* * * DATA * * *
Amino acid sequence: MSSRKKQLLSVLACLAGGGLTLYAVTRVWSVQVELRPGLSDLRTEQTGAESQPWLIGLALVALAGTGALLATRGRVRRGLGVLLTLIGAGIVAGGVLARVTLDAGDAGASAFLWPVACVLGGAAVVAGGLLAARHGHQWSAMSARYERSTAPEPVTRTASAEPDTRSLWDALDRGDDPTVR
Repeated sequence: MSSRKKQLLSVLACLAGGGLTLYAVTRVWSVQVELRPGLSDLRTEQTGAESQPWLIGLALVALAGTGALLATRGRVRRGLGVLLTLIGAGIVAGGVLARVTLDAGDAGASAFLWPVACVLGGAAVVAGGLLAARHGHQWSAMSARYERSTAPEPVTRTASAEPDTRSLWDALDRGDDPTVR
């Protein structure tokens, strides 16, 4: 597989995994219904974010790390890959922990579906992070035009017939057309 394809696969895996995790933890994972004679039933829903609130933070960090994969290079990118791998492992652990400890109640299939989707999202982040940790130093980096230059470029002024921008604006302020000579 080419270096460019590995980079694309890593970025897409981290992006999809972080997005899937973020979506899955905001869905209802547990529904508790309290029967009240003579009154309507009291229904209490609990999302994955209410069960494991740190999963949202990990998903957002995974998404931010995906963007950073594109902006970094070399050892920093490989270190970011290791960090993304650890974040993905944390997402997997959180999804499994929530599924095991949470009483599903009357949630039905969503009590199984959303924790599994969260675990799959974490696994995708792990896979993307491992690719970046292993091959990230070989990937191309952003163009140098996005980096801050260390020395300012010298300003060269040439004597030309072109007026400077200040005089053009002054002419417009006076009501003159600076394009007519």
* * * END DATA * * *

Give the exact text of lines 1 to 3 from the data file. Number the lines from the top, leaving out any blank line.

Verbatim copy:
Amino acid sequence: MSSRKKQLLSVLACLAGGGLTLYAVTRVWSVQVELRPGLSDLRTEQTGAESQPWLIGLALVALAGTGALLATRGRVRRGLGVLLTLIGAGIVAGGVLARVTLDAGDAGASAFLWPVACVLGGAAVVAGGLLAARHGHQWSAMSARYERSTAPEPVTRTASAEPDTRSLWDALDRGDDPTVR
Repeated sequence: MSSRKKQLLSVLACLAGGGLTLYAVTRVWSVQVELRPGLSDLRTEQTGAESQPWLIGLALVALAGTGALLATRGRVRRGLGVLLTLIGAGIVAGGVLARVTLDAGDAGASAFLWPVACVLGGAAVVAGGLLAARHGHQWSAMSARYERSTAPEPVTRTASAEPDTRSLWDALDRGDDPTVR
């Protein structure tokens, strides 16, 4: 597989995994219904974010790390890959922990579906992070035009017939057309 394809696969895996995790933890994972004679039933829903609130933070960090994969290079990118791998492992652990400890109640299939989707999202982040940790130093980096230059470029002024921008604006302020000579 080419270096460019590995980079694309890593970025897409981290992006999809972080997005899937973020979506899955905001869905209802547990529904508790309290029967009240003579009154309507009291229904209490609990999302994955209410069960494991740190999963949202990990998903957002995974998404931010995906963007950073594109902006970094070399050892920093490989270190970011290791960090993304650890974040993905944390997402997997959180999804499994929530599924095991949470009483599903009357949630039905969503009590199984959303924790599994969260675990799959974490696994995708792990896979993307491992690719970046292993091959990230070989990937191309952003163009140098996005980096801050260390020395300012010298300003060269040439004597030309072109007026400077200040005089053009002054002419417009006076009501003159600076394009007519």